Controversy continues over the robustness of the dispute procedures in the Irish EWC legislation. According to a report in IRN (€), Enterprise, Trade and Employment Minister Simon Coveney told a parliamentary committee that his department has “a difference of view with the Commission” on European Works Councils (EWC) law in Ireland and that “we are talking to it about finding a resolution.”
However, the minister resolutely refuses to spell out what the dispute is about or to explain why it is taking so long to find a resolution, especially as many involved in EWCs, from both sides, have pointed to the procedures in the Employees (Provision of Information and Consultation) Act 2002 as the way forward. As the report in IRN notes:
“…while the social partners have raised the issue of EWC law in Ireland, there has been no detailed departmental engagement with the ICTU or IBEC on EWCs. Neither has the Department taken up an offer to meet with major multinationals to hear their views on European Works Councils.”
Trying to resolve a problem about “information and consultation” without informing and consulting those affected and asking for their input is a bizarre way to deal with an issue, to say the least. The Minister and officials in his department, with no first-hand knowledge of EWCs, are denying there is a problem, while those involved with EWCs, management and unions, are saying there is a problem.
With permission from IRN, we reprint their report below. (For those of you with interests in Ireland we strongly recommend subscribing to IRN if you do not already do so. Email the editor for details Andy Prendergast [email protected]).
Speaking at a Committee hearing last week, Minister Coveney updated the situation between Ireland and the European Commission regarding infringement proceedings initiated against Ireland by the latter last year (4021 of 2022), following a complaint by SIPTU.
The alleged inadequacy of Ireland’s EWC law has been a pressing issue for representative groups and employment law practitioners for some time, as discussed in IRN. It is also a topical area that might be favourable to social dialogue, but which has not been explored in detail through this channel.
Responding to criticism from Sinn Féin Senator Paul Gavan, that 12 months have elapsed since the proceedings were initiated but the “Department still appears to have absolutely nothing to say”, the Minister said: “We have plenty to say but we need to say it to the Commission. We need to get an agreement on this issue.”
Senator Gavan said the Commission “identified a number of shortcomings in Irish legislation, which fails to guarantee the right of workers’ representatives, the Special Negotiating Body ... or the European Works Council to go to a national court over disputes related to breaches of the rights and obligations under this Directive.”
Minister Coveney said that his department is in “active discussion with the European Commission on this issue to try to get agreement on what to do.”
“That process is under way and I wish to give our officials the time and space to do that. That is where we are. We have a difference of view with the Commission and we are talking to it about finding a resolution.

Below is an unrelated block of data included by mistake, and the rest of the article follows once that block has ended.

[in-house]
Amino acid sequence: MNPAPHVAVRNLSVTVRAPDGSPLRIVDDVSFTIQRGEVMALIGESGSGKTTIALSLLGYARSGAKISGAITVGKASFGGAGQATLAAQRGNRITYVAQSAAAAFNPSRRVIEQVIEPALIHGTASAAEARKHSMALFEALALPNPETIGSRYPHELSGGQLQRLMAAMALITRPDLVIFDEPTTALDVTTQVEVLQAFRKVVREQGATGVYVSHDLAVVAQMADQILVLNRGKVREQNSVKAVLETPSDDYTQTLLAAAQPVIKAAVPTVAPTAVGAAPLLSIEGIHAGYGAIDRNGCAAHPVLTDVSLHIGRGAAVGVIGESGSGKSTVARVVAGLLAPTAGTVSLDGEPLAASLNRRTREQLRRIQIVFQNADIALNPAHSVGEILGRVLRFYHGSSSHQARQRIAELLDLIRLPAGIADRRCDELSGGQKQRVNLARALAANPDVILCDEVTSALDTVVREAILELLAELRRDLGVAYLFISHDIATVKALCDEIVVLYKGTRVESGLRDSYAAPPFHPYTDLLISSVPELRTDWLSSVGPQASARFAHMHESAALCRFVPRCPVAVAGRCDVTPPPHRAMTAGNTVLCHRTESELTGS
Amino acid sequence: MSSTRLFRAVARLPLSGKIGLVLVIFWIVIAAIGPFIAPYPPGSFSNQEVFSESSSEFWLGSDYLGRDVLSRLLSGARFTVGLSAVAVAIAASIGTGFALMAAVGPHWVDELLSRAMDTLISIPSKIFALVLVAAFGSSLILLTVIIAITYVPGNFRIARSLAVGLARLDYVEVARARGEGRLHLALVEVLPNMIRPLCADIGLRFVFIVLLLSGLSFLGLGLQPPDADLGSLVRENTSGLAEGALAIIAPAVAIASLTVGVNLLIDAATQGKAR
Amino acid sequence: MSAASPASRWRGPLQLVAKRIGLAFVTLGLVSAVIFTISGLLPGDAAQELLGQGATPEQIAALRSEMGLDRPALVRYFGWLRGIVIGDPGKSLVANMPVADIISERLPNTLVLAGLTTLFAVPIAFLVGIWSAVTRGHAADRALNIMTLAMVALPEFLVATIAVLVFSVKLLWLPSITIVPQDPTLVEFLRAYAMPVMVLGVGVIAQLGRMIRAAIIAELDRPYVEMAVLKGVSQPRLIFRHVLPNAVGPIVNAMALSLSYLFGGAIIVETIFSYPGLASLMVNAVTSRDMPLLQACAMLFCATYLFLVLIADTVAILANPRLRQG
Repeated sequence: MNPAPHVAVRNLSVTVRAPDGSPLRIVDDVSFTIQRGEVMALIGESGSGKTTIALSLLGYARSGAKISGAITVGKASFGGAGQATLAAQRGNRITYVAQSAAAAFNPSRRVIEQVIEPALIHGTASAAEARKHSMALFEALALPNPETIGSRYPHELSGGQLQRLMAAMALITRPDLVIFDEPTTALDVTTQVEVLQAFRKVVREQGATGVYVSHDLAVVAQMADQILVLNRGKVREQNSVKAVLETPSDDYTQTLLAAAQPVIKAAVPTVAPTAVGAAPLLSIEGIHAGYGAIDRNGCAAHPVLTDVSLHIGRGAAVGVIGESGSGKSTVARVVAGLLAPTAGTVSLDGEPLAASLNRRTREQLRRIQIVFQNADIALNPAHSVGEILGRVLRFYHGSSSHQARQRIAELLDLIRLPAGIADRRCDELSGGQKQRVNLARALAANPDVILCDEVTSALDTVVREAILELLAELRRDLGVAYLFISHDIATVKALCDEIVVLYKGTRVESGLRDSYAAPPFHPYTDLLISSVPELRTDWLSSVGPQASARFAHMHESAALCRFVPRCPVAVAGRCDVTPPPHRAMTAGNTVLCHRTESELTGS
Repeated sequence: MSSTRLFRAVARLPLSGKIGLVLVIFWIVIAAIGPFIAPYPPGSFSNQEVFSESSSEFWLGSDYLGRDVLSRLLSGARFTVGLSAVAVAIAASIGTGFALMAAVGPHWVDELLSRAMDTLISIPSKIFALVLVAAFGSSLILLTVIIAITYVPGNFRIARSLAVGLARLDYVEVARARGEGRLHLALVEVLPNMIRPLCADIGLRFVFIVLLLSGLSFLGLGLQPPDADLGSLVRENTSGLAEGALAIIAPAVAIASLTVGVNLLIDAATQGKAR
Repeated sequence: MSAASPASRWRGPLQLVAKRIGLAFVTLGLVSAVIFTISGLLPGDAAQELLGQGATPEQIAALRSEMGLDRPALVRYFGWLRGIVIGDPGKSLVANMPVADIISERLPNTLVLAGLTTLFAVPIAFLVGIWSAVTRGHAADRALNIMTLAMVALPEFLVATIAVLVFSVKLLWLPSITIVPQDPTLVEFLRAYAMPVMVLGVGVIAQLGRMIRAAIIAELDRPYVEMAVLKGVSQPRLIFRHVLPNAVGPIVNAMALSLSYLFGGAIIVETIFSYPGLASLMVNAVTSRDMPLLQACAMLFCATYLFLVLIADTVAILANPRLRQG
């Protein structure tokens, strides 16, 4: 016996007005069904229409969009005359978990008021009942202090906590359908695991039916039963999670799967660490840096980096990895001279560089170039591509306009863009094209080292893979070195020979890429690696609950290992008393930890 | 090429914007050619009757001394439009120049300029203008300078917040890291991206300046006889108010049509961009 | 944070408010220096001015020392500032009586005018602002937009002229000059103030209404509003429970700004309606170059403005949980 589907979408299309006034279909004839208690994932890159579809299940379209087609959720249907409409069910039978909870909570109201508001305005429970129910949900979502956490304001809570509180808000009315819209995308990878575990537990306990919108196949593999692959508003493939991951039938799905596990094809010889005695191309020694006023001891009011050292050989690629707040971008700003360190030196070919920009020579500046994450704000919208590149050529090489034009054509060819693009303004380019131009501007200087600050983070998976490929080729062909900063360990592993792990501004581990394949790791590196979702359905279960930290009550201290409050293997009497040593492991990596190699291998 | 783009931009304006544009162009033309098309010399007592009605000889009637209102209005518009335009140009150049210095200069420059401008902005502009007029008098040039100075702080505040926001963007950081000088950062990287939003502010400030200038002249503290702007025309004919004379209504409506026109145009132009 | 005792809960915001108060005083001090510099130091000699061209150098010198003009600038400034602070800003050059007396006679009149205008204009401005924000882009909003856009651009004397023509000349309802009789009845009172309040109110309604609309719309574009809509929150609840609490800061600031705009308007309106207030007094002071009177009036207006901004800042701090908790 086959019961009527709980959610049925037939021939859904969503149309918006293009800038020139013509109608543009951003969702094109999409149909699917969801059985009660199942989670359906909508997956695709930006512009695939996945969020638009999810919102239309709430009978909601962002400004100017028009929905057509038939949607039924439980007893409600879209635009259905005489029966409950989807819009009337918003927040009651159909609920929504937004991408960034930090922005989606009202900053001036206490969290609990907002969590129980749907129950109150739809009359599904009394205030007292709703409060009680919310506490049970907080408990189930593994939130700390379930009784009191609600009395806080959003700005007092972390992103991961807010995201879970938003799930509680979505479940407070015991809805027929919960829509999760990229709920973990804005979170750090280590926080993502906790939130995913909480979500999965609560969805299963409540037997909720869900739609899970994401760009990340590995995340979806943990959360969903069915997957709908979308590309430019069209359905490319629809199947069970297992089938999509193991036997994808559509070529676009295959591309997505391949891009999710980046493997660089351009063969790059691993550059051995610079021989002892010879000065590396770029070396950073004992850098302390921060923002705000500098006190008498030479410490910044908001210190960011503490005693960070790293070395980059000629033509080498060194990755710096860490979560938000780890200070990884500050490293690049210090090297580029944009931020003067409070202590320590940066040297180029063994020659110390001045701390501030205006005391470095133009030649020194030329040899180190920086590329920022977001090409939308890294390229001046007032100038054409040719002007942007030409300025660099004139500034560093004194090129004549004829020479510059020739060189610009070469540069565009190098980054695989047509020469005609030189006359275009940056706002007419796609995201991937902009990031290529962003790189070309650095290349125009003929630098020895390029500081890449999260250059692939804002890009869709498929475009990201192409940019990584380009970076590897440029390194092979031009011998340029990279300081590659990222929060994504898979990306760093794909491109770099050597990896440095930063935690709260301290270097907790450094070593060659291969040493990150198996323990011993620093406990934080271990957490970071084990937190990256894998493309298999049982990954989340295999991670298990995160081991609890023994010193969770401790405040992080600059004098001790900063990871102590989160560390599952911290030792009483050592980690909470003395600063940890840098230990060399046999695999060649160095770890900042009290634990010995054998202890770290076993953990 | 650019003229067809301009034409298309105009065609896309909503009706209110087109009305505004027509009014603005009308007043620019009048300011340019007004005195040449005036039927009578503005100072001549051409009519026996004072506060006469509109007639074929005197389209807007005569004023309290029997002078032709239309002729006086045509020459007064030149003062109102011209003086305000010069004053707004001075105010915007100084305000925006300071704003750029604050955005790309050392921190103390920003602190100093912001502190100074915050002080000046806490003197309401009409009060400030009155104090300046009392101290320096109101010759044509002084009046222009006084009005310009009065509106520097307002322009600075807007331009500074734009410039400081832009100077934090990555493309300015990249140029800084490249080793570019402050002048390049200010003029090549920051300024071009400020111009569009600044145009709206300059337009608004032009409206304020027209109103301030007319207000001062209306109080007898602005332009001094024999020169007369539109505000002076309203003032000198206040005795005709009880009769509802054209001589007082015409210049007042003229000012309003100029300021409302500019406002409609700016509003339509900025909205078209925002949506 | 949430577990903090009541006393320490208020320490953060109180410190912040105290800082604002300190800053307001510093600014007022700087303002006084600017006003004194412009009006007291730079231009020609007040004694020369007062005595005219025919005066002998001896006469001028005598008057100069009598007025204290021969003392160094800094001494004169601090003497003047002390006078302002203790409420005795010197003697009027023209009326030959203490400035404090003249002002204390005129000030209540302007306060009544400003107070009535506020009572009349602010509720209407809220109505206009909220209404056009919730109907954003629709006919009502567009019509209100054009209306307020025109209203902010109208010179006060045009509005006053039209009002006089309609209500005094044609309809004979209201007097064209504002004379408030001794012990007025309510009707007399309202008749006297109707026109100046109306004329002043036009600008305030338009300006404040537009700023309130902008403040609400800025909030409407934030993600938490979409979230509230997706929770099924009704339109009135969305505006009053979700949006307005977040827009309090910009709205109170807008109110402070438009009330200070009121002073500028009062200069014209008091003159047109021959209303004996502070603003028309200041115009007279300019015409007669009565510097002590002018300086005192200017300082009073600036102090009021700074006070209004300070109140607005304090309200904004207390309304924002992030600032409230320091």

“Our legal advice does not agree with that of the Commission”, he noted, adding that having a disagreement with the Commission “is not unusual on certain issues.”
“We will work through the issues with the Commission and get an agreement in place that both sides can support. That is where it is at. It would not be helpful for me to make definitive statements one way or the other in the middle of that process.”
BEERG has previously addressed the joint committee on enterprise, trade and employment (see IRN 24/2022) and wrote to former DETE Minister, Leo Varadkar, to highlight its concerns.
Senator Gavan noted that seven unions, representing more than 45 million workers throughout Europe, wrote to then Minister Varadkar to highlight their concerns (see IRN 44/2022). The Senator said that DETE “seems to have a determined position not to deal with this issue but, rather, be in denial about it.”
He also noted that a number of weeks ago, Denis Sheridan of SIPTU met Jobs Commissioner Nicolas Schmit, who expressed his concern that nothing has moved forward on this issue.
The Minister said that at present no timeline on resolution of the issue can be given. He rejected the assertion from Senator Gavan that the department has an “ideological objection to granting rights to workers that workers across Europe have.”
“There is no ideological issue here in the context of my approach on this or the Department’s approach on this. We have a difference of legal interpretation with the Commission. We are working through that. That is not unusual between a member state and the Commission. We will bring this to a conclusion as soon as we can”, he said.
He did, however, note that the WRC “may be asked to look at a code of practice” on EWCs, following the Verizon decisions recently (see IRN 15/2023). “Obviously we have to be consistent with European Commission regulations and requirements”, the Minister added.
Published on: May 24, 2023
Authors: Tom Hayes
Topics: Employee Relations, Employment Law, The UK and European Union
Director of European Union and Global Labor Affairs, HR Policy AssociationContact Tom Hayes LinkedIn